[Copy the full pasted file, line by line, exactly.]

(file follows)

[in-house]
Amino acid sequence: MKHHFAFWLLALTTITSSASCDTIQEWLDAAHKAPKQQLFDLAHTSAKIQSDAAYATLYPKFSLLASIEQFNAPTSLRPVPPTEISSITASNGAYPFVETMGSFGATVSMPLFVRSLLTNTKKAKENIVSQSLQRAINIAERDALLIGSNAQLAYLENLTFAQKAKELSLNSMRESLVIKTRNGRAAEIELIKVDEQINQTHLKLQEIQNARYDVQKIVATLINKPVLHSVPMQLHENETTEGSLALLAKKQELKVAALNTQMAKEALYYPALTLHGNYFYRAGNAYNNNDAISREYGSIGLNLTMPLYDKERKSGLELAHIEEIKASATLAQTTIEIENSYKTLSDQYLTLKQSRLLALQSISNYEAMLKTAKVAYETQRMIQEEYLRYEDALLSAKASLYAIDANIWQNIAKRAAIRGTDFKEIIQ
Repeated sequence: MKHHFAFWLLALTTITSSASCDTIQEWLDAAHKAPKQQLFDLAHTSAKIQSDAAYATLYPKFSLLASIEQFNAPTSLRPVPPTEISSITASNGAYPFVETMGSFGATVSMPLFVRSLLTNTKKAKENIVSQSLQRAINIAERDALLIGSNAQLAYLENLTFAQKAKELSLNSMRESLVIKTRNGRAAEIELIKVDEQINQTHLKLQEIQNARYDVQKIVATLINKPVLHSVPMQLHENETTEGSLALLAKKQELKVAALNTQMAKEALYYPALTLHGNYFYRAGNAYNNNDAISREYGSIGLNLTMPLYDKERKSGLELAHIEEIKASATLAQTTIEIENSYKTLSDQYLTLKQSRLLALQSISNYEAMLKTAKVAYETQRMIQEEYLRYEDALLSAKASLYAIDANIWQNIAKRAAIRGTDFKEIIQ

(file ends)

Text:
[in-house]
Amino acid sequence: MKHHFAFWLLALTTITSSASCDTIQEWLDAAHKAPKQQLFDLAHTSAKIQSDAAYATLYPKFSLLASIEQFNAPTSLRPVPPTEISSITASNGAYPFVETMGSFGATVSMPLFVRSLLTNTKKAKENIVSQSLQRAINIAERDALLIGSNAQLAYLENLTFAQKAKELSLNSMRESLVIKTRNGRAAEIELIKVDEQINQTHLKLQEIQNARYDVQKIVATLINKPVLHSVPMQLHENETTEGSLALLAKKQELKVAALNTQMAKEALYYPALTLHGNYFYRAGNAYNNNDAISREYGSIGLNLTMPLYDKERKSGLELAHIEEIKASATLAQTTIEIENSYKTLSDQYLTLKQSRLLALQSISNYEAMLKTAKVAYETQRMIQEEYLRYEDALLSAKASLYAIDANIWQNIAKRAAIRGTDFKEIIQ
Repeated sequence: MKHHFAFWLLALTTITSSASCDTIQEWLDAAHKAPKQQLFDLAHTSAKIQSDAAYATLYPKFSLLASIEQFNAPTSLRPVPPTEISSITASNGAYPFVETMGSFGATVSMPLFVRSLLTNTKKAKENIVSQSLQRAINIAERDALLIGSNAQLAYLENLTFAQKAKELSLNSMRESLVIKTRNGRAAEIELIKVDEQINQTHLKLQEIQNARYDVQKIVATLINKPVLHSVPMQLHENETTEGSLALLAKKQELKVAALNTQMAKEALYYPALTLHGNYFYRAGNAYNNNDAISREYGSIGLNLTMPLYDKERKSGLELAHIEEIKASATLAQTTIEIENSYKTLSDQYLTLKQSRLLALQSISNYEAMLKTAKVAYETQRMIQEEYLRYEDALLSAKASLYAIDANIWQNIAKRAAIRGTDFKEIIQ